Nutrition and Autism Spectrum Disorder


April is Autism Awareness Month. Autism Spectrum Disorder (ASD) is a developmental disability that affects not only children but as they grow into adults as well. Individuals with ASD typically have behavioral issues making it difficult to sit still for a long period of time and have sensory sensitivities to smell, taste, feeling, and sounds. These characteristics make it difficult for children and adults alike to get the proper nutrition they need. I remember working with a child on the autistic spectrum who stated “I just want to chew on a bone like a dog”. The food at the facility was not the best quality and very little crunchy or hard foods were served. As a result, it was difficult to get him to eat a meal most days. Two of the biggest obstacles in nutrition are sitting at the table for a meal and aversions to food textures when it comes to ASD.

In severe cases when an individual has an aversion to food textures, it can be difficult to make sure they are receiving adequate nutrition leading to multiple nutrient deficiencies. Depending on the severity of dietary aversions, a multivitamin may be recommended until a balanced diet can be achieved. However, this can pose another difficult situation involving texture. There are many types of multivitamins from capsules to chewables to shakes allowing for many texture options in improving nutritional well being.

Other behaviors such as eating routines and sensitivity to noise can make it difficult for individuals to consume a balanced diet. Some require being seated in the same position of the table with the same eating utensils and others are not able to eat in a noisy cafeteria but rather in a quieter environment. Not following these routines can lead to tantrums and refusal to eat meals.

Oftentimes those with ASD have digestive problems such as constipation, stomach upset, or vomiting. If a child associates a food item which they consumed at the time of these symptoms, they may try to avoid that food. If this is the case, it’s important to find an alternative source of that nutrient. For example, if an individual is avoiding milk and milk products, try getting the calcium from green leafy vegetables and vitamin D from eggs and mushrooms. Research is still pending on whether or not digestive problems are a symptom of ASD. You can also try blending cooked carrots into a smoothie or pasta sauce to mask the taste but still get those valuable nutrients in.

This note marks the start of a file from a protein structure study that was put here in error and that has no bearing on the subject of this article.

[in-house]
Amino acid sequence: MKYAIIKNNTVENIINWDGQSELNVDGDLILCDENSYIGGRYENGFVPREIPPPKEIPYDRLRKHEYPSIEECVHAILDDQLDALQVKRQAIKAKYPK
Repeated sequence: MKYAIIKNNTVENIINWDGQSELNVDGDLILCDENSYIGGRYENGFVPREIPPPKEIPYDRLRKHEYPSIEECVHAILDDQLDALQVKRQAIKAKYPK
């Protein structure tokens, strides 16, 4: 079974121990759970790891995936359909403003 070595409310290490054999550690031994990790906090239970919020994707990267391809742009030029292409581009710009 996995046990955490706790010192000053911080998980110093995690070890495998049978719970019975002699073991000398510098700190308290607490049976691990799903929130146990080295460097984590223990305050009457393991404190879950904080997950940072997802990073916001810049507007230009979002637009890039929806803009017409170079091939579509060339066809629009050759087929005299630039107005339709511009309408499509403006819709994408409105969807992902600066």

Some with ASD follow a gluten-free (wheat protein) and/or caesin-free (milk protein) diets to help alleviate symptoms. However, these diets are not backed by research as a primary diet for these individuals.A diet high in refined products is what has been shown in studies to be a bigger culprit. Highly refined products such as cakes, cookies, white bread, and many others, can contain artificial colors, monosodium glutamate, high fructose corn syrup, artificial sweeteners and preservatives have been linked to hyperactivity, headaches, gastrointestinal upset, or mood changes in non-ASD individuals.2

Adding an omega-3 fatty acid supplement has been shown to be beneficial to the ASD patient by decreasing anxiety and aggression, improving attention spans, and decreased hyperactivity and impulsivity.Although other studies show this is not the case.3 With the conflicting information, more research needs to be conducted to determine if omega-3 fatty acids should be included as a treatment of symptoms for individuals with ASD.

A registered dietitian can help create an elimination diet safely for individuals with ASD to determine if limiting or avoiding certain foods can be beneficial to their mental and physical health. It is not advised to do it on your own as it could lead to nutritional deficiencies.

Want to know more about Autism Spectrum Disorder and nutrition’s role? Visit these sources below:


2 Today’s Dietitian. January 2013. “Autism Spectrum Disorder — Research Suggests Good Nutrition May Manage Symptoms”

Eating for Autism by Elizabeth Strickland, MS, RD, LD.